Madagascan President Hery Rajaonarimampianina stepped down on Friday, in line with the constitution, to contest elections in which he will face rivals including opposition leader and ex-president Andry Rajoelina.
Rajaonarimampianina resigned two months ahead of the November 7 vote on the Indian Ocean island that has been beset by political instability.
“The time has come for me to resign in accordance with the constitution and today I have submitted my request to the constitutional court,” he said in a brief televised speech.
Mounting protests earlier this year forced Rajaonarimampianina to accept the formation of a “consensus” government tasked with organising the election.
Demonstrators took to the capital Antananarivo’s central square between April and June over Rajaonarimampianina’s efforts to change electoral laws that opponents said were intended to favour his party.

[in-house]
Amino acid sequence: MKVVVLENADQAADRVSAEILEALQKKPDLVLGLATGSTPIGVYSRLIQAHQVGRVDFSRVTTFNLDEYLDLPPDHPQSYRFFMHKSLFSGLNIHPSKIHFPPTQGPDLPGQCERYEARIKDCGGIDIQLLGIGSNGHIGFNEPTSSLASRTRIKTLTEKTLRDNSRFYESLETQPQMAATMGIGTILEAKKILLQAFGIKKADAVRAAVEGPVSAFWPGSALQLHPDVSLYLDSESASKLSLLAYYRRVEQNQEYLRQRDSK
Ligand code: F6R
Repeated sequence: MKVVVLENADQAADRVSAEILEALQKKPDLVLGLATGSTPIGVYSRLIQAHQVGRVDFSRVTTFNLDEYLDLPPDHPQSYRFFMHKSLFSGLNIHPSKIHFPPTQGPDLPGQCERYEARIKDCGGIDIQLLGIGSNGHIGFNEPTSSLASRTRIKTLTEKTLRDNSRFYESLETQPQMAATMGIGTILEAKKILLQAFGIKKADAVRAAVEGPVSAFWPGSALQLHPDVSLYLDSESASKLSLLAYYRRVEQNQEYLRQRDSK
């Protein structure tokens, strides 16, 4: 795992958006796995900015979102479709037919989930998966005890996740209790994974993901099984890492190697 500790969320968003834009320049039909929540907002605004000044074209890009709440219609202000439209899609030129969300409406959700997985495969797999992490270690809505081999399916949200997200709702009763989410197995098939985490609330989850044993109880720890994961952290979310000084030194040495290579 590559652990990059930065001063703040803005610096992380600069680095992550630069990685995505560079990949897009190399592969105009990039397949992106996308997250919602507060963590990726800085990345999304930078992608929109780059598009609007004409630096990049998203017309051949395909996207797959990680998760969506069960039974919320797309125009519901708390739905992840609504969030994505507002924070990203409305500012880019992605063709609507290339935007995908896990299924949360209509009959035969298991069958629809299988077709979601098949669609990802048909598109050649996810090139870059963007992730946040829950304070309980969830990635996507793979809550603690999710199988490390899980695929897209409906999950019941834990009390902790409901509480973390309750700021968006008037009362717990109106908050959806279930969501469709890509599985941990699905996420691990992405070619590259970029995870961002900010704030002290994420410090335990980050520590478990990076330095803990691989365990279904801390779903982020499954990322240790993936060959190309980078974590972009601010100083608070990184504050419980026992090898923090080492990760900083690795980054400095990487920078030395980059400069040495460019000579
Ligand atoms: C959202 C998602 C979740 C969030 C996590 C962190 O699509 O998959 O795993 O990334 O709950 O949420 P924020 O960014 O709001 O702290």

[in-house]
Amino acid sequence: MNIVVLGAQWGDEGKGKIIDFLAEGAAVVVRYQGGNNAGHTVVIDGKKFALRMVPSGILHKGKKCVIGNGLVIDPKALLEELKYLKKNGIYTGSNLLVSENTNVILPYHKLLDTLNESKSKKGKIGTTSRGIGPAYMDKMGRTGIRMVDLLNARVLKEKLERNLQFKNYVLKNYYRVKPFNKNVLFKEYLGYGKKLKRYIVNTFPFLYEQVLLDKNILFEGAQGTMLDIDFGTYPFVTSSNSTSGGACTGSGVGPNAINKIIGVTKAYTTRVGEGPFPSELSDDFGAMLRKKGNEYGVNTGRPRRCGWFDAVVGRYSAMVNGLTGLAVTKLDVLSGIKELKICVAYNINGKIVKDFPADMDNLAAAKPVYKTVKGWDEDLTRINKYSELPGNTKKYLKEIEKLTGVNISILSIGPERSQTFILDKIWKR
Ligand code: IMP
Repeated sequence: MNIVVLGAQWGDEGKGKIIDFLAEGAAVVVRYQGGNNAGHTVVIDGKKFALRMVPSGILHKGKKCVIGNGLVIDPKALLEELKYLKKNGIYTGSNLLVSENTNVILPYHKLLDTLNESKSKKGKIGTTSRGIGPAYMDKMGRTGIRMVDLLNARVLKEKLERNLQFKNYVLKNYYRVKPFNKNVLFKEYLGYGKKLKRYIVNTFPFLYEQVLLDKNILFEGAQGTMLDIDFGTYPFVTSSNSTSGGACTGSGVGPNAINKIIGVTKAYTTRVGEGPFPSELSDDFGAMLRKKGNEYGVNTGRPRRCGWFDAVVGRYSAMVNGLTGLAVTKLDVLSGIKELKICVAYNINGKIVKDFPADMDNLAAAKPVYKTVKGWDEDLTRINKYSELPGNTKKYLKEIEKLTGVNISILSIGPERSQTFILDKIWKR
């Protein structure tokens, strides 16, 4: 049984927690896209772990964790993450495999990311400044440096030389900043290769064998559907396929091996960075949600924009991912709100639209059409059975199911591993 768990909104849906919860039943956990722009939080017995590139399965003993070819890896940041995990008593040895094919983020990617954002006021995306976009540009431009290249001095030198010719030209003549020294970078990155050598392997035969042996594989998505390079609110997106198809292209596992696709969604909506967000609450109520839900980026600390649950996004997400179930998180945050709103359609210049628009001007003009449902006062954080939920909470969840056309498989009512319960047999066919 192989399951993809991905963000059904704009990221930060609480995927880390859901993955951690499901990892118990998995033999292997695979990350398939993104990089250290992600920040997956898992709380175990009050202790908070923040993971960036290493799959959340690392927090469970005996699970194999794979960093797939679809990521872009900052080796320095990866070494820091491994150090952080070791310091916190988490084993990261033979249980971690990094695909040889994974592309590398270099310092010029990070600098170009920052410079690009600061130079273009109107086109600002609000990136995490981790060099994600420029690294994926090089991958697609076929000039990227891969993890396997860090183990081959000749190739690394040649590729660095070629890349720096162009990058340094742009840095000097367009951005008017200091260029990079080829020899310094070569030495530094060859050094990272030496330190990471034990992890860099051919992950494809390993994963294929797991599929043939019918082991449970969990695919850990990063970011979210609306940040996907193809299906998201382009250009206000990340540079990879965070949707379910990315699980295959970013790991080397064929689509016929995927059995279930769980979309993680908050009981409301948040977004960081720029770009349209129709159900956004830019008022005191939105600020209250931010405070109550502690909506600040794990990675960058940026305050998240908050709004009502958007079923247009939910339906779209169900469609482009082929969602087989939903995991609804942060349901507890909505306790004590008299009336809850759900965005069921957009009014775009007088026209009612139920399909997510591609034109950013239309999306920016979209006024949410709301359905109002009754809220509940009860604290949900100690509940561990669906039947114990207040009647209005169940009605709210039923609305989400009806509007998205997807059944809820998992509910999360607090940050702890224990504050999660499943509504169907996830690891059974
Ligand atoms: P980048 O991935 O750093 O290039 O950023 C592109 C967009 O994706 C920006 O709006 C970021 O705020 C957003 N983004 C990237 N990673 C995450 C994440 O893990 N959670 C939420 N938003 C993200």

The proposals were overturned by the courts.
But the protests morphed into a full-blown movement to oust Rajaonarimampianina. Clashes between activists and the security forces claimed two lives and left more than a dozen injured.
Also on the ballot paper will be opposition leader Marc Ravalomanana, Rajoelina’s predecessor as civilian head of state.
Rajoelina removed Ravalomanana from power in a coup in 2009.
If no candidate receives more than 50% in the first round, a second round of voting will be held on December 19.
Madagascar, a former French colony with a population of 25 million, has been endured decades of political crises and grinding poverty.
The country’s interim leader will be senate Speaker Riko Rakotovao.